3. Buy a giftcard for your booklover to an independent bookstore near them.
4. Choose a booklover candle at Frostbeard on Etsy.
5. Buy a book *you* love and inscribe it to your booklover.

Peace, love, and books.

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Friday Five: Alternative Gifts for Booklovers on Your List

Just. One. Book.

Help out a fellow teacher who is collecting books for the school library. Read more below.

Throwing Chanclas

Just. One. Book.

I live in a town of 1200 people in the Northern Sierra Nevada –where it meets the Cascade Range near Mt. Lassen National Park and about two hours drive northwest of Reno, NV.  Two hundred of that population is students. Over the years as the population dwindled after mines closed, then mills–nothing except tourism and retirement have emerged as ‘industries.’ Many businesses have closed down and with it many things we take for granted—like libraries.

The local junior/senior high school has not been able to purchase new books since the 90s. Some of the “check outs” for old books are in the 1980s. There are no books by people of color in the library. Hardly any books by women are in the few book cases except your standard Austen and Lee. It’s an uninviting place. There hasn’t been a librarian for nearly a decade. And volunteers weren’t allowed. The…

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Just. One. Book.

Remembering Maya Angelou with her poem “Human Family”

Two years ago today we lost Maya Angelou (1928-2014). She lives on with us, though, through her poetry. Here’s a personal favorite:

Human Family

I note the obvious differences
in the human family.
Some of us are serious,
some thrive on comedy.

Some declare their lives are lived
as true profundity,
and others claim they really live
the real reality.

The variety of our skin tones
can confuse, bemuse, delight,
brown and pink and beige and purple,
tan and blue and white.

I’ve sailed upon the seven seas
and stopped in every land,
I’ve seen the wonders of the world
not yet one common man.

I know ten thousand women
called Jane and Mary Jane,
but I’ve not seen any two
who really were the same.

Mirror twins are different
although their features jibe,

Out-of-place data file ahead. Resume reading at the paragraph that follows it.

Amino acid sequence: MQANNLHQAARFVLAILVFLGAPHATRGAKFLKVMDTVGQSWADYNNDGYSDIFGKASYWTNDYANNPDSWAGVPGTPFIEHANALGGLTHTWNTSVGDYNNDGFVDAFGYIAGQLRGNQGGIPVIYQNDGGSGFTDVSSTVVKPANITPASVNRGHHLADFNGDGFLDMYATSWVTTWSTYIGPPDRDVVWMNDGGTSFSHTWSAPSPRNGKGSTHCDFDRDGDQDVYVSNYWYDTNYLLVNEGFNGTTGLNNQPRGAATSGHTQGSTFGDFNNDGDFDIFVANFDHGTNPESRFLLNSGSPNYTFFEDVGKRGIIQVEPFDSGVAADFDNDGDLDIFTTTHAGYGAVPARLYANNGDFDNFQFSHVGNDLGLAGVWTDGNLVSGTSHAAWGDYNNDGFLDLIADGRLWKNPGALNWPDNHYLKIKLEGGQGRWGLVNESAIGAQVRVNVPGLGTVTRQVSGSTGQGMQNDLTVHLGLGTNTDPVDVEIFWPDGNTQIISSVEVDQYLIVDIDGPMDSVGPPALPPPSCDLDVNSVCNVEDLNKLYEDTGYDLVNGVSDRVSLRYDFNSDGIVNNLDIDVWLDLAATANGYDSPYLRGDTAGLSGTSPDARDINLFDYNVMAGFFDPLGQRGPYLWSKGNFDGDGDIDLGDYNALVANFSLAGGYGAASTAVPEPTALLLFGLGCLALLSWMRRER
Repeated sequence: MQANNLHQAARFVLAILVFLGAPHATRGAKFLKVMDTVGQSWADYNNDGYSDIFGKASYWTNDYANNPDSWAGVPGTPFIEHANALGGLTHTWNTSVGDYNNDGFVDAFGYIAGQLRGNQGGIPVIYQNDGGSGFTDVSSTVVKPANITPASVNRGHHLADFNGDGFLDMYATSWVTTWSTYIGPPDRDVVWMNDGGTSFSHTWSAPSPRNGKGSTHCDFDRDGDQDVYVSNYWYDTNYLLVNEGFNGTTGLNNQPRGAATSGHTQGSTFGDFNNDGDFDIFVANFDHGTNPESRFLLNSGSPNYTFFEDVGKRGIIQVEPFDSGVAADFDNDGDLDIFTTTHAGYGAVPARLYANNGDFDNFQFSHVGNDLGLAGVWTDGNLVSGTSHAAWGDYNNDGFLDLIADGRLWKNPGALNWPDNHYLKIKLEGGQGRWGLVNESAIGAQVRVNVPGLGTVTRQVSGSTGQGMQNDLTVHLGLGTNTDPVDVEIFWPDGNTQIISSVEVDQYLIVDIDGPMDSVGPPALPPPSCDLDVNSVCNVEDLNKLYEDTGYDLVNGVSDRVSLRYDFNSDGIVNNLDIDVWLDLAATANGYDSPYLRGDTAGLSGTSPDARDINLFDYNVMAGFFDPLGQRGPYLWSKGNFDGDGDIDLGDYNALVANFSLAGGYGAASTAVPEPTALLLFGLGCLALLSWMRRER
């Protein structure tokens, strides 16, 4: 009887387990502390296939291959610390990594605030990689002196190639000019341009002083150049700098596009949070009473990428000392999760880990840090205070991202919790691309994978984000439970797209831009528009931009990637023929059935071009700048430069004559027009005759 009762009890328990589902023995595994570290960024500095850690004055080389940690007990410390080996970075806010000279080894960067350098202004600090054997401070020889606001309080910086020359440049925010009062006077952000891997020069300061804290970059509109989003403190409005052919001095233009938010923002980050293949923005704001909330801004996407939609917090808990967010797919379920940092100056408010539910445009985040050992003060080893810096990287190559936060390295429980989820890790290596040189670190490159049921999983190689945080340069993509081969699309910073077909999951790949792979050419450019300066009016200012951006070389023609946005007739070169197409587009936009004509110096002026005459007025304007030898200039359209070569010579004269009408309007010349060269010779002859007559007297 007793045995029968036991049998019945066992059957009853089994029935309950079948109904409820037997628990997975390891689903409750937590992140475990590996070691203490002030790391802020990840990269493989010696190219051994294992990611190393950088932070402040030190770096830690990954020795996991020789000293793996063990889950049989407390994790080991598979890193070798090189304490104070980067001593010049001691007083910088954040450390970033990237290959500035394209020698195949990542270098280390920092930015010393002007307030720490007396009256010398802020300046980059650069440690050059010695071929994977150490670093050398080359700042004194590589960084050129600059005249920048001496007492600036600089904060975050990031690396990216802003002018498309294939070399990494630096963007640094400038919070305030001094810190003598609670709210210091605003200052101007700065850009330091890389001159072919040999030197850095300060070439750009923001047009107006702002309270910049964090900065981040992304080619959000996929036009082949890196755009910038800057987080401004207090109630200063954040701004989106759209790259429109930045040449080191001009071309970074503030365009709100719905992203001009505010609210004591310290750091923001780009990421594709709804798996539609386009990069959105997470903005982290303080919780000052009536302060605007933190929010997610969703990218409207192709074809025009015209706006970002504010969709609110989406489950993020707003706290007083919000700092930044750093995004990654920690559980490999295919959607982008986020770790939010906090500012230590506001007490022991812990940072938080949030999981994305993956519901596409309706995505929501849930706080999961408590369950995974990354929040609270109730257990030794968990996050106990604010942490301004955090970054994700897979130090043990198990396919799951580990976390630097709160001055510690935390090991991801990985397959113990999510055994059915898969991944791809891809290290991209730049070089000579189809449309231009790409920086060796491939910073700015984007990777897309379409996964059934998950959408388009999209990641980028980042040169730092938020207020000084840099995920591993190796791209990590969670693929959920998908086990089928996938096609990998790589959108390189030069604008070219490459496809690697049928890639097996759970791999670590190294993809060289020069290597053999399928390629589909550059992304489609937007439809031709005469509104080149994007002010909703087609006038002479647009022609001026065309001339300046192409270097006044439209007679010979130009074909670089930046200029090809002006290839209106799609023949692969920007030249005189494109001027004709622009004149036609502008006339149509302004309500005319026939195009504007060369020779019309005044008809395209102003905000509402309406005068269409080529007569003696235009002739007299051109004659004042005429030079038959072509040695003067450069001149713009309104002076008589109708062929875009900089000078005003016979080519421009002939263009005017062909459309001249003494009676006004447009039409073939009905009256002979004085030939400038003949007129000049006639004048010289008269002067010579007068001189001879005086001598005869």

and lovers think quite different thoughts
while lying side by side.

We love and lose in China,
we weep on England’s moors,
and laugh and moan in Guinea,
and thrive on Spanish shores.

We seek success in Finland,
are born and die in Maine.
In minor ways we differ,
in major we’re the same.

I note the obvious differences
between each sort and type,
but we are more alike, my friends,
than we are unalike.

We are more alike, my friends,
than we are unalike.

We are more alike, my friends,
than we are unalike.

Remembering Maya Angelou with her poem “Human Family”

Friday 5: Reasons to Read Poet Warsan Shire

I’m always on the lookout for new poets to read (see my recent lit crush on Amit Majmudar in a recent post).  So when a student brought poems by Warsan Shire to class and read one aloud, I was immediately riveted for many reasons.  Here are 5 reasons why you should also check her poetry out:

  1. Students love her. The fact that a student brought her to my attention is significant, and she speaks to students in a way older poets do not. (Go here for a poem entitled: “For Women Who Are Difficult to Love“)
  2.  She has received the Brunel University‘s African Poetry Prize, chosen from a shortlist of six candidates out of a total 655 entries.
  3. Shire was the first Young Poet Laureate for London.
  4. She’s accessible, and you can even hear her read her poems online.
  5. Beyonce sampled Shire in her recent work Lemonade.  (She’s hip, she’s current, so even if I’m not, I can name a poet who is!)

Image below from The New Yorker article in 2015.

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Posted by Kate, VP Secondary, PCTELA

 

Friday 5: Reasons to Read Poet Warsan Shire